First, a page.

Samuel Wier was born in Virginia in 1812 and at the age of 12 was sold as a slave to Andrew McClure. When the McClure's son was killed in a fall from his horse, the family vowed to change their way and to join the Brethren. The church refused to accept the McClure's because they owned a slave, and so they agreed to set Samuel free.
This so impressed Wier that he was drawn to the Lord and baptized into the fellowship of the Brethren in 1843 by Elder Peter Nead. Because their neighbors were so disturbed by Wier's release from slavery, the Brethren decided to escort him north for his own safety. He was taken to Southern Ohio, where he was accepted into the home of Thomas and Sarah Major, one of the early families to settle in that region.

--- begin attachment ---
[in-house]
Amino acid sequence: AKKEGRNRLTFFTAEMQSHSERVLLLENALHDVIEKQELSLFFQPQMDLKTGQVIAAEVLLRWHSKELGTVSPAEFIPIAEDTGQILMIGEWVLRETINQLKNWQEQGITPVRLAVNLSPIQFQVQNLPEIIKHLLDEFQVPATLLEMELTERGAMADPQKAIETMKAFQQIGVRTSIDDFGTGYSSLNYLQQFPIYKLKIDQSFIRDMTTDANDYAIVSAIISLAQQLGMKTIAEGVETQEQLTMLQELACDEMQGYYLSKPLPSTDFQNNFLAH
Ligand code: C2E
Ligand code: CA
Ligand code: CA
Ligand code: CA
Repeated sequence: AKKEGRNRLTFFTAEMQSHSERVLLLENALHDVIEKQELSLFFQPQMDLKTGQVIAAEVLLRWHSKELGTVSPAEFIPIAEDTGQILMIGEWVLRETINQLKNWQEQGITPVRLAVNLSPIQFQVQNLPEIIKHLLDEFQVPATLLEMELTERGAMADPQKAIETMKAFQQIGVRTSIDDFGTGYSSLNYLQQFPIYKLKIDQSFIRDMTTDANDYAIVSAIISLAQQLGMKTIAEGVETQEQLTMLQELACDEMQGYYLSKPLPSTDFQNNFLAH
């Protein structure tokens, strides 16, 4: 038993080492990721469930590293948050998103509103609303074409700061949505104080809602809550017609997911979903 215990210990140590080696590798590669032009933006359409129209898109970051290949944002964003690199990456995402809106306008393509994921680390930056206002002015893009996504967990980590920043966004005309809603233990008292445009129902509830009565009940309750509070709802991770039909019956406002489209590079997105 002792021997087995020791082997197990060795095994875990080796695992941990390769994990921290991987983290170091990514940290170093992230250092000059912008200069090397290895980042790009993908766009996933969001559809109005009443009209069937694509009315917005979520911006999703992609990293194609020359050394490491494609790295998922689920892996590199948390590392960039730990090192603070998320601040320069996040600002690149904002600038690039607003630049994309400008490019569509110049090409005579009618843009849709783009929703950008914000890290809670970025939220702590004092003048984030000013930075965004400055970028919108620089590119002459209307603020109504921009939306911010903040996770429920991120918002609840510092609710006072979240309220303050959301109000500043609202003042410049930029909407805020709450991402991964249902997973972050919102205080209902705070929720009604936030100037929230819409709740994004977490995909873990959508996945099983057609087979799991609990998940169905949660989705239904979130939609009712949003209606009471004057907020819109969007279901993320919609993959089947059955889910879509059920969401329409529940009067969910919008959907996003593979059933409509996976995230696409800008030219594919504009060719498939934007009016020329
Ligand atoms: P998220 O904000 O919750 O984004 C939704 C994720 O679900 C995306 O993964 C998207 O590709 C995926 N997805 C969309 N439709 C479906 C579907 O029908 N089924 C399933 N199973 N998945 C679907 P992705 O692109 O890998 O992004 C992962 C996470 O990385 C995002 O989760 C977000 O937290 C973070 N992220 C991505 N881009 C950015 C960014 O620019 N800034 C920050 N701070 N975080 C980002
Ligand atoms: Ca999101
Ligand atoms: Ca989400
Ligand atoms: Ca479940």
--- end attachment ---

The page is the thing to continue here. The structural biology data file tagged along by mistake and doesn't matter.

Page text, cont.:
Wier was elected to the ministry in 1849, even though some Brethren insisted his ministry be only among black people.
Source: A Self-Instruction Guide Through Brethren History, Donald E. Durnbaugh